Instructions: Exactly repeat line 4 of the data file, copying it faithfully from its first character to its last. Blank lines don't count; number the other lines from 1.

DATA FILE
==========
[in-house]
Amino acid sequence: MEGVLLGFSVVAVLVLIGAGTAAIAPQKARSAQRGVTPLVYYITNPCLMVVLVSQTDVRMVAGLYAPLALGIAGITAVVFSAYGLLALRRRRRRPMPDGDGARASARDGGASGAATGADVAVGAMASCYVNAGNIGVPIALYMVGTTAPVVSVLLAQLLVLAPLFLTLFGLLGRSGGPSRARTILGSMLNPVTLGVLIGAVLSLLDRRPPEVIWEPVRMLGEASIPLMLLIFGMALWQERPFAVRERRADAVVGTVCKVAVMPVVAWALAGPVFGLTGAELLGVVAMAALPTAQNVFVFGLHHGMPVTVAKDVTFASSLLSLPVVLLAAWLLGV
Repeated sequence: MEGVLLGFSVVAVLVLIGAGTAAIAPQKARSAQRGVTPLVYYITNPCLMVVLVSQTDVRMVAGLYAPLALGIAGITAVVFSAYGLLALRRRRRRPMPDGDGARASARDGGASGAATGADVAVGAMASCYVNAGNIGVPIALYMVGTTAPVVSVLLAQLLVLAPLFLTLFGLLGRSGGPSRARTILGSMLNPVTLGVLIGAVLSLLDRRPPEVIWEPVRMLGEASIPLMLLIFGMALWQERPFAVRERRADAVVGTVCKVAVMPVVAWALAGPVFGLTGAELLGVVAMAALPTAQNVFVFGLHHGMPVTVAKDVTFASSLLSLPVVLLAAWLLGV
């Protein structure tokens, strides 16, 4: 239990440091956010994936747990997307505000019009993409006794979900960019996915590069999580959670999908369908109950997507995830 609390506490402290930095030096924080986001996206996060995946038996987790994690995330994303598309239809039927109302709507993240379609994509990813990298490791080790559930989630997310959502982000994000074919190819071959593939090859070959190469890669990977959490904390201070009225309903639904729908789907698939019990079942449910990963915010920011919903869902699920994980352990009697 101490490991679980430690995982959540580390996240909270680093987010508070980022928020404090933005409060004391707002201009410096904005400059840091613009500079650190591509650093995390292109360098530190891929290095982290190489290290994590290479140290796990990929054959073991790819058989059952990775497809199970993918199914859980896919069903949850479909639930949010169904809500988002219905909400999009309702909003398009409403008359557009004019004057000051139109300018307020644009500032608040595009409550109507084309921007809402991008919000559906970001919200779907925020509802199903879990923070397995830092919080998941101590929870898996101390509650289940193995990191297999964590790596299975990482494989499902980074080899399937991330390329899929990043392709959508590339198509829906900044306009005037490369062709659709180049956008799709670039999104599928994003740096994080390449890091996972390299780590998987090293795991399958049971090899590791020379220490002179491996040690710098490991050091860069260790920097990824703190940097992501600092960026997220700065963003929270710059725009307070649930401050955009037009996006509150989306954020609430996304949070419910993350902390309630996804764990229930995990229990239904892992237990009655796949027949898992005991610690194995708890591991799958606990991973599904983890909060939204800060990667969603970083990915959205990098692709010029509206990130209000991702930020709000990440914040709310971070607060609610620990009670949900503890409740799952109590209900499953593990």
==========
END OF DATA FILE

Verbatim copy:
């Protein structure tokens, strides 16, 4: 239990440091956010994936747990997307505000019009993409006794979900960019996915590069999580959670999908369908109950997507995830 609390506490402290930095030096924080986001996206996060995946038996987790994690995330994303598309239809039927109302709507993240379609994509990813990298490791080790559930989630997310959502982000994000074919190819071959593939090859070959190469890669990977959490904390201070009225309903639904729908789907698939019990079942449910990963915010920011919903869902699920994980352990009697 101490490991679980430690995982959540580390996240909270680093987010508070980022928020404090933005409060004391707002201009410096904005400059840091613009500079650190591509650093995390292109360098530190891929290095982290190489290290994590290479140290796990990929054959073991790819058989059952990775497809199970993918199914859980896919069903949850479909639930949010169904809500988002219905909400999009309702909003398009409403008359557009004019004057000051139109300018307020644009500032608040595009409550109507084309921007809402991008919000559906970001919200779907925020509802199903879990923070397995830092919080998941101590929870898996101390509650289940193995990191297999964590790596299975990482494989499902980074080899399937991330390329899929990043392709959508590339198509829906900044306009005037490369062709659709180049956008799709670039999104599928994003740096994080390449890091996972390299780590998987090293795991399958049971090899590791020379220490002179491996040690710098490991050091860069260790920097990824703190940097992501600092960026997220700065963003929270710059725009307070649930401050955009037009996006509150989306954020609430996304949070419910993350902390309630996804764990229930995990229990239904892992237990009655796949027949898992005991610690194995708890591991799958606990991973599904983890909060939204800060990667969603970083990915959205990098692709010029509206990130209000991702930020709000990440914040709310971070607060609610620990009670949900503890409740799952109590209900499953593990």